Government launches new ad campaign urging pregnant women to ‘Get Boosted Now’

Pregnant women who have not yet received their first, second, third or booster dose of a COVID-19 vaccine are urged to get vaccinated as soon as possible as the government launches a new advertising campaign for the new year .

The new campaign joins forces with experts from the Royal College of Obstetricians and Gynecologists (RCOG) and the Royal College of Midwives (RCM) to highlight the serious risks of catching COVID-19 and the benefits vaccines bring to protect both mothers and their children. babies.

Testimonials from pregnant women who got kicked to protect themselves will be featured in ads on social media and radio stations across the country starting today [Monday January 10].

The new campaign urges pregnant women “not to wait to get vaccinated” and highlights the risks of COVID-19 for mother and baby, as well as the benefits of vaccination.

The latest data from the UK Health Security Agency (UKHSA) shows that vaccinations against COVID-19 offer strong protection for pregnant women against the virus. It also shows that the vaccines are safe for pregnant women, with similar birth outcomes for those who received the vaccine and those who did not.

Lucy Chappell, DHSC Chief Scientific Advisor and Honorary Consultant Obstetrician, said:

Getting vaccinated against COVID-19 is one of the most important things a pregnant woman can do this year to protect herself and her baby against this virus.


We now have plenty of evidence to show that vaccines are safe and that the risks posed by COVID-19 are far greater.


If you haven’t received your COVID-19 vaccine, I urge you to speak to your clinician or midwife if you have any questions or concerns, and to book your vaccine as soon as possible.”

Data from the UK Obstetric Surveillance System shows that 96.3% of pregnant women admitted to hospital with symptoms of COVID-19 between May and October 2021 were unvaccinated, with a third (33%) requiring assistance respiratory. About 1 in 5 women hospitalized with the virus need to deliver preterm to help them recover, and 1 in 5 of their babies need care in the neonatal unit.

COVID-19 vaccines are safe for pregnant women and have no impact on fertility, which has been overwhelmingly clear by the government, its senior clinicians and a range of independent experts from stakeholder groups such as the RCOG, the Royal College of Midwives (RCM) and the British Fertility Society.

Since April 2021, approximately 84,000 pregnant women have received one dose and more than 80,000 have received two doses of the COVID-19 vaccine. In August 2021, only 22% of women who gave birth were vaccinated. Dr Edward Morris, president of the Royal College of Obstetricians and Gynecologists, said:

We welcome this national campaign as an important way to amplify the very clear message to pregnant women that vaccination offers the best protection for them and their babies against COVID-19. We urge all pregnant women to get vaccinated as soon as possible and to get boosted 3 months after the second dose.


We are very concerned that many pregnant women have yet to be vaccinated against COVID-19 and we hope this campaign will help reassure them that vaccination is safe and effective. Pregnant women are more likely to become seriously ill from COVID-19 infection, which can lead to an increased risk of preterm birth and stillbirth.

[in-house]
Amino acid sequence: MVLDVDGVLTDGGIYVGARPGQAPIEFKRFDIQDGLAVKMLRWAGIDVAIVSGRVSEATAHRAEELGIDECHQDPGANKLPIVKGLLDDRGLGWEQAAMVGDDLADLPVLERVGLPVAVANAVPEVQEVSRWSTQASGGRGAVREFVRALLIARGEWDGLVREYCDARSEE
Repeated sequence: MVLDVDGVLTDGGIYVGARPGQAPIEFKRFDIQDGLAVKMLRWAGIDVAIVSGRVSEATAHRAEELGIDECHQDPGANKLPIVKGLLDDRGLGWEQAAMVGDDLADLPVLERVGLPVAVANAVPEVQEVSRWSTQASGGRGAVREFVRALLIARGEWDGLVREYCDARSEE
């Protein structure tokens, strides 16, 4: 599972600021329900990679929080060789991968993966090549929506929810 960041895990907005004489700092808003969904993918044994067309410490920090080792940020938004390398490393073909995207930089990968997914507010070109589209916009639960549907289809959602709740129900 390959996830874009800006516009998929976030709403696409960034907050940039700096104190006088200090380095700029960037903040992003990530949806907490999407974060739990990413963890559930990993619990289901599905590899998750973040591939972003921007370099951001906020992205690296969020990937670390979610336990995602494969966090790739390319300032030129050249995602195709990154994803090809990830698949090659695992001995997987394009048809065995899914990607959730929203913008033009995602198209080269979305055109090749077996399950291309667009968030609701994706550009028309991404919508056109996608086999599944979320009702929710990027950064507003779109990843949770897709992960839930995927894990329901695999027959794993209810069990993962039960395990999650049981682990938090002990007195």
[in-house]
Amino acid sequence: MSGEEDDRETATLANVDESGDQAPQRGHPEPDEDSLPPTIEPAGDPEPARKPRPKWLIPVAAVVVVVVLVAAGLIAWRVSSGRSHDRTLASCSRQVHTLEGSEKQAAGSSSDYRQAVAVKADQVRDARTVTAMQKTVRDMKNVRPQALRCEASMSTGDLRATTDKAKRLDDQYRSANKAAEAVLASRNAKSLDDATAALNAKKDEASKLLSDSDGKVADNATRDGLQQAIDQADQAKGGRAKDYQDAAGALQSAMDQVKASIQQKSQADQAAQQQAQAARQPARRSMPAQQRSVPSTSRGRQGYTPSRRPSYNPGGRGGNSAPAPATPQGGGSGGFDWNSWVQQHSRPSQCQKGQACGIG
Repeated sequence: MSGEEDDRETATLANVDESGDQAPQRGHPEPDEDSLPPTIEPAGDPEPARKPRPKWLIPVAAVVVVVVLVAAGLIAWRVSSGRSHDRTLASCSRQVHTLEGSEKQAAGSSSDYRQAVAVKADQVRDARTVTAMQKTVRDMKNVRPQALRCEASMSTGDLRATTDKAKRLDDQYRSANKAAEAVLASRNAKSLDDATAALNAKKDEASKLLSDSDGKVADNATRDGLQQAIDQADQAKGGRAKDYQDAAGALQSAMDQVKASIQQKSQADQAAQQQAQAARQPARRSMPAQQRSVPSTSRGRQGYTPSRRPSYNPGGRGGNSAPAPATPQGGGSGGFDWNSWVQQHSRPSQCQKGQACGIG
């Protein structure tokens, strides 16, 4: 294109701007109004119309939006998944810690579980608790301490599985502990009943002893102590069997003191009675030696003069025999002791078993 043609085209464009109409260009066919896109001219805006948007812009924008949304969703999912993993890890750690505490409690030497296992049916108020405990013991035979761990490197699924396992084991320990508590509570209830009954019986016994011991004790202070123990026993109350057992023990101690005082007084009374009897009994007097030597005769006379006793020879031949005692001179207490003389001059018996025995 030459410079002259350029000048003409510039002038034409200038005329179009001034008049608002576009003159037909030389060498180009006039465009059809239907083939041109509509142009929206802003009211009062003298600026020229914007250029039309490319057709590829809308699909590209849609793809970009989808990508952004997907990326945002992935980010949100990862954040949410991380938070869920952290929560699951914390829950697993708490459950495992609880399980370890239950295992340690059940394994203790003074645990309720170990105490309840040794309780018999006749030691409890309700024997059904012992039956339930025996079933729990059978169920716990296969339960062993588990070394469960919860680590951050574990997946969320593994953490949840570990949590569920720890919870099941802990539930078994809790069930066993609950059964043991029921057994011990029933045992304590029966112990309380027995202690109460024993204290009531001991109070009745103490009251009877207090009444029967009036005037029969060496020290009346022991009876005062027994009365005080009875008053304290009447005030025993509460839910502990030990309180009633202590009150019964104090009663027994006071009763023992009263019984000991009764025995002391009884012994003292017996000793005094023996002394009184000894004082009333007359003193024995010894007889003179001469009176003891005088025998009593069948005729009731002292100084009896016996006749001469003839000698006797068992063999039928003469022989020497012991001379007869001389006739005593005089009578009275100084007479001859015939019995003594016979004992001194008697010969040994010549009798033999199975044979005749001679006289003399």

Gill Walton, Chief Executive and Secretary General of the Royal College of Midwives (RCM), said:

There is overwhelming evidence that the COVID vaccine is safe for pregnant women and their babies – and that it is the best way to protect them from harm. Unfortunately, there are too many pregnant women admitted to hospital with COVID, and 96.3% of them have not been vaccinated.


The consequences of COVID when you are pregnant are clear and potentially devastating, ranging from an increased possibility of premature birth and intensive care admission to an increased risk of stillbirth.


We know expectant mothers want to do everything they can to protect their baby, so midwives want to reassure them that vaccination is the best thing they can do.”

Dr Jen Jardine, of the Royal College of Obstetricians and Gynecologists, who is also seven months pregnant and has had her COVID-19 booster shot, said:

As a doctor and pregnant mother myself, we can now be very confident that COVID-19 vaccines offer the best possible protection for you and your unborn child against this virus.


I strongly urge all pregnant women like me, if you have not yet been vaccinated, to speak to your GP or midwife if you still have questions and then book today.”

Background information

  • Latest UKHSA study on vaccines and pregnancy
  • The advertising assets
  • In December, the Joint Committee for Vaccination and Immunization (JCVI) advised that pregnant women of all ages be considered a clinical risk group for the COVID-19 vaccination program.
  • All pregnant women in the UK have been offered the first and second doses of the COVID-19 vaccine. COVID-19 booster shots are offered to all pregnant women over the age of 18, 3 months after their second dose.
  • Pregnant women of any age should be considered a clinical risk group in the COVID-19 vaccination program and to support this, pregnant women have been added to priority group 6 for vaccination.